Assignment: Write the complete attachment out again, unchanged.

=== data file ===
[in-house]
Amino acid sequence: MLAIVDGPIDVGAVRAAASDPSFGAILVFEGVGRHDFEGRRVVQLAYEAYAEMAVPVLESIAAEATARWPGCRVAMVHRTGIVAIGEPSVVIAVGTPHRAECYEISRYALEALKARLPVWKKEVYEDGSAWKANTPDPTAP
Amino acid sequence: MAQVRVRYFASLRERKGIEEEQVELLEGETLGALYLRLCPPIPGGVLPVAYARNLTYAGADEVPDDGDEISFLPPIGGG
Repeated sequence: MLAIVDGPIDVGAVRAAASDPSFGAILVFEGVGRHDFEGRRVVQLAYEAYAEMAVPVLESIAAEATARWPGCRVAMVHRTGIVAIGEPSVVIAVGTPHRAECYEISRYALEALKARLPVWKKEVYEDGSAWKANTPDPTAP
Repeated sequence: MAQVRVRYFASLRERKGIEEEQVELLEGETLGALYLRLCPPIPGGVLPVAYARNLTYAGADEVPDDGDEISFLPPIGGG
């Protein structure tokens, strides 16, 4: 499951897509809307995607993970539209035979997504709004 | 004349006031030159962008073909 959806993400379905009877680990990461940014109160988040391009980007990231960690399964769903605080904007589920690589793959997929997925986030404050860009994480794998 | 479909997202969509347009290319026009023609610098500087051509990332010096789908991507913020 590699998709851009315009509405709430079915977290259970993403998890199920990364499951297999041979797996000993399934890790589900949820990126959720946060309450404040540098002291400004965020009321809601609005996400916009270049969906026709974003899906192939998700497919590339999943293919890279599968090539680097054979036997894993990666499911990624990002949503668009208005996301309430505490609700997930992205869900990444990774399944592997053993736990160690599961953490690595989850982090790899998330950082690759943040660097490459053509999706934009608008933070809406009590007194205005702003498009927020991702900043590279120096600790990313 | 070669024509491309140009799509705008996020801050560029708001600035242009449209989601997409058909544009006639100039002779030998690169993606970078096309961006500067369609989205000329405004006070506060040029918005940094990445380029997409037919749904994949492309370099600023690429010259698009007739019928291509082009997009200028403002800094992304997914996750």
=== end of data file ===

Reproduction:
[in-house]
Amino acid sequence: MLAIVDGPIDVGAVRAAASDPSFGAILVFEGVGRHDFEGRRVVQLAYEAYAEMAVPVLESIAAEATARWPGCRVAMVHRTGIVAIGEPSVVIAVGTPHRAECYEISRYALEALKARLPVWKKEVYEDGSAWKANTPDPTAP
Amino acid sequence: MAQVRVRYFASLRERKGIEEEQVELLEGETLGALYLRLCPPIPGGVLPVAYARNLTYAGADEVPDDGDEISFLPPIGGG
Repeated sequence: MLAIVDGPIDVGAVRAAASDPSFGAILVFEGVGRHDFEGRRVVQLAYEAYAEMAVPVLESIAAEATARWPGCRVAMVHRTGIVAIGEPSVVIAVGTPHRAECYEISRYALEALKARLPVWKKEVYEDGSAWKANTPDPTAP
Repeated sequence: MAQVRVRYFASLRERKGIEEEQVELLEGETLGALYLRLCPPIPGGVLPVAYARNLTYAGADEVPDDGDEISFLPPIGGG
């Protein structure tokens, strides 16, 4: 499951897509809307995607993970539209035979997504709004 | 004349006031030159962008073909 959806993400379905009877680990990461940014109160988040391009980007990231960690399964769903605080904007589920690589793959997929997925986030404050860009994480794998 | 479909997202969509347009290319026009023609610098500087051509990332010096789908991507913020 590699998709851009315009509405709430079915977290259970993403998890199920990364499951297999041979797996000993399934890790589900949820990126959720946060309450404040540098002291400004965020009321809601609005996400916009270049969906026709974003899906192939998700497919590339999943293919890279599968090539680097054979036997894993990666499911990624990002949503668009208005996301309430505490609700997930992205869900990444990774399944592997053993736990160690599961953490690595989850982090790899998330950082690759943040660097490459053509999706934009608008933070809406009590007194205005702003498009927020991702900043590279120096600790990313 | 070669024509491309140009799509705008996020801050560029708001600035242009449209989601997409058909544009006639100039002779030998690169993606970078096309961006500067369609989205000329405004006070506060040029918005940094990445380029997409037919749904994949492309370099600023690429010259698009007739019928291509082009997009200028403002800094992304997914996750």